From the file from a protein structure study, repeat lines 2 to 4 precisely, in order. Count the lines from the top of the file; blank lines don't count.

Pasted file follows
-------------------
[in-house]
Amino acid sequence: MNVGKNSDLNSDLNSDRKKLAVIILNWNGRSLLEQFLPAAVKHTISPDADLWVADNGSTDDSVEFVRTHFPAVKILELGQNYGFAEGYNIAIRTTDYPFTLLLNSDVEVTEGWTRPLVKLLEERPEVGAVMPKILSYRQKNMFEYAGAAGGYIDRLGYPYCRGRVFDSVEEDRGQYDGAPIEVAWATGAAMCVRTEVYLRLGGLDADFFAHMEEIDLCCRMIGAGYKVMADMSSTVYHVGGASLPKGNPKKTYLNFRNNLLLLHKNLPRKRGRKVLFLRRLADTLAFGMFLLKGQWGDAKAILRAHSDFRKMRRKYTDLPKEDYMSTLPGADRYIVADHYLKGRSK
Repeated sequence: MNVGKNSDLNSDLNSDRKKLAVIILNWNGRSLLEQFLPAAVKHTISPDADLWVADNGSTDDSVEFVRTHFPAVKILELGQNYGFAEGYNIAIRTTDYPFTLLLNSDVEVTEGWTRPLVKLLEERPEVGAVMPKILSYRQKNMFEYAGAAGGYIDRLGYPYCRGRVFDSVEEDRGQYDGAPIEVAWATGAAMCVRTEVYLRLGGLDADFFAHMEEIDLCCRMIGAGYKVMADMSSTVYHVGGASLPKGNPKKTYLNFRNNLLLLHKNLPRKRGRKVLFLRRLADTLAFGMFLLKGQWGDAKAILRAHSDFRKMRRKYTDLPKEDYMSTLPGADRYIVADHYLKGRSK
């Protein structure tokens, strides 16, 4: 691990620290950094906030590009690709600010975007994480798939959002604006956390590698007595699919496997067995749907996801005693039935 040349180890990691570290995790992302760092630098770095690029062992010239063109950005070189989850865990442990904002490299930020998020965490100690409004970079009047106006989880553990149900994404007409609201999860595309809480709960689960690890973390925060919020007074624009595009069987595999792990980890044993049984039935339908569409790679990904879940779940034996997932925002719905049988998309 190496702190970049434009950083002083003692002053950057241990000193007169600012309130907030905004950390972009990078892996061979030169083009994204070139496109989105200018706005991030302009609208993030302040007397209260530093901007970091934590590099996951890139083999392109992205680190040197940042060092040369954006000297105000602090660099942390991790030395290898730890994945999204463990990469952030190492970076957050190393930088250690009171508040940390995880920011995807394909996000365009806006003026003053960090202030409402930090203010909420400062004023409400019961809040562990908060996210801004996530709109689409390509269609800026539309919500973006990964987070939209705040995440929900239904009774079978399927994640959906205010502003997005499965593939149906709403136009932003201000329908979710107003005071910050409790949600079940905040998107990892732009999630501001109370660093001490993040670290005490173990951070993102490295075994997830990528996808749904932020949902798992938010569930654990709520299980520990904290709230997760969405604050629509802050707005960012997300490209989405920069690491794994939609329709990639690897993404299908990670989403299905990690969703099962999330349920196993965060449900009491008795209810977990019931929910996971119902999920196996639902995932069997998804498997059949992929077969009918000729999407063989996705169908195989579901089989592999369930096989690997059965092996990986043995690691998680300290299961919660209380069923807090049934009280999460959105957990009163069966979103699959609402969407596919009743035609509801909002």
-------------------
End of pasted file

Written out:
Amino acid sequence: MNVGKNSDLNSDLNSDRKKLAVIILNWNGRSLLEQFLPAAVKHTISPDADLWVADNGSTDDSVEFVRTHFPAVKILELGQNYGFAEGYNIAIRTTDYPFTLLLNSDVEVTEGWTRPLVKLLEERPEVGAVMPKILSYRQKNMFEYAGAAGGYIDRLGYPYCRGRVFDSVEEDRGQYDGAPIEVAWATGAAMCVRTEVYLRLGGLDADFFAHMEEIDLCCRMIGAGYKVMADMSSTVYHVGGASLPKGNPKKTYLNFRNNLLLLHKNLPRKRGRKVLFLRRLADTLAFGMFLLKGQWGDAKAILRAHSDFRKMRRKYTDLPKEDYMSTLPGADRYIVADHYLKGRSK
Repeated sequence: MNVGKNSDLNSDLNSDRKKLAVIILNWNGRSLLEQFLPAAVKHTISPDADLWVADNGSTDDSVEFVRTHFPAVKILELGQNYGFAEGYNIAIRTTDYPFTLLLNSDVEVTEGWTRPLVKLLEERPEVGAVMPKILSYRQKNMFEYAGAAGGYIDRLGYPYCRGRVFDSVEEDRGQYDGAPIEVAWATGAAMCVRTEVYLRLGGLDADFFAHMEEIDLCCRMIGAGYKVMADMSSTVYHVGGASLPKGNPKKTYLNFRNNLLLLHKNLPRKRGRKVLFLRRLADTLAFGMFLLKGQWGDAKAILRAHSDFRKMRRKYTDLPKEDYMSTLPGADRYIVADHYLKGRSK
């Protein structure tokens, strides 16, 4: 691990620290950094906030590009690709600010975007994480798939959002604006956390590698007595699919496997067995749907996801005693039935 040349180890990691570290995790992302760092630098770095690029062992010239063109950005070189989850865990442990904002490299930020998020965490100690409004970079009047106006989880553990149900994404007409609201999860595309809480709960689960690890973390925060919020007074624009595009069987595999792990980890044993049984039935339908569409790679990904879940779940034996997932925002719905049988998309 190496702190970049434009950083002083003692002053950057241990000193007169600012309130907030905004950390972009990078892996061979030169083009994204070139496109989105200018706005991030302009609208993030302040007397209260530093901007970091934590590099996951890139083999392109992205680190040197940042060092040369954006000297105000602090660099942390991790030395290898730890994945999204463990990469952030190492970076957050190393930088250690009171508040940390995880920011995807394909996000365009806006003026003053960090202030409402930090203010909420400062004023409400019961809040562990908060996210801004996530709109689409390509269609800026539309919500973006990964987070939209705040995440929900239904009774079978399927994640959906205010502003997005499965593939149906709403136009932003201000329908979710107003005071910050409790949600079940905040998107990892732009999630501001109370660093001490993040670290005490173990951070993102490295075994997830990528996808749904932020949902798992938010569930654990709520299980520990904290709230997760969405604050629509802050707005960012997300490209989405920069690491794994939609329709990639690897993404299908990670989403299905990690969703099962999330349920196993965060449900009491008795209810977990019931929910996971119902999920196996639902995932069997998804498997059949992929077969009918000729999407063989996705169908195989579901089989592999369930096989690997059965092996990986043995690691998680300290299961919660209380069923807090049934009280999460959105957990009163069966979103699959609402969407596919009743035609509801909002």